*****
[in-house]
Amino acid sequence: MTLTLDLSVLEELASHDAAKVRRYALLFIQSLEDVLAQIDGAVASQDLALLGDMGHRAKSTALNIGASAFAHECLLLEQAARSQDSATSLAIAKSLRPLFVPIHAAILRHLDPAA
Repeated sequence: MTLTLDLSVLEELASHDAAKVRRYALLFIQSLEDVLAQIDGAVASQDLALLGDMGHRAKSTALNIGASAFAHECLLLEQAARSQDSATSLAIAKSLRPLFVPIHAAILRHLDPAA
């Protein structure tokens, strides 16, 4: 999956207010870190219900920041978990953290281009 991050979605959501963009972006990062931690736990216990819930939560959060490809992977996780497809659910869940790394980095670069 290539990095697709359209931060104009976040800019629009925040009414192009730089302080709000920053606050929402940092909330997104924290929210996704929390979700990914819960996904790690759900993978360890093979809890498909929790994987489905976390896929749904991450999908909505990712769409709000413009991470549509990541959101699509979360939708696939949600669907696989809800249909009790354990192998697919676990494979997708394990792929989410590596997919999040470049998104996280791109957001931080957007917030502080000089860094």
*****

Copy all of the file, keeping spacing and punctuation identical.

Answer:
[in-house]
Amino acid sequence: MTLTLDLSVLEELASHDAAKVRRYALLFIQSLEDVLAQIDGAVASQDLALLGDMGHRAKSTALNIGASAFAHECLLLEQAARSQDSATSLAIAKSLRPLFVPIHAAILRHLDPAA
Repeated sequence: MTLTLDLSVLEELASHDAAKVRRYALLFIQSLEDVLAQIDGAVASQDLALLGDMGHRAKSTALNIGASAFAHECLLLEQAARSQDSATSLAIAKSLRPLFVPIHAAILRHLDPAA
């Protein structure tokens, strides 16, 4: 999956207010870190219900920041978990953290281009 991050979605959501963009972006990062931690736990216990819930939560959060490809992977996780497809659910869940790394980095670069 290539990095697709359209931060104009976040800019629009925040009414192009730089302080709000920053606050929402940092909330997104924290929210996704929390979700990914819960996904790690759900993978360890093979809890498909929790994987489905976390896929749904991450999908909505990712769409709000413009991470549509990541959101699509979360939708696939949600669907696989809800249909009790354990192998697919676990494979997708394990792929989410590596997919999040470049998104996280791109957001931080957007917030502080000089860094």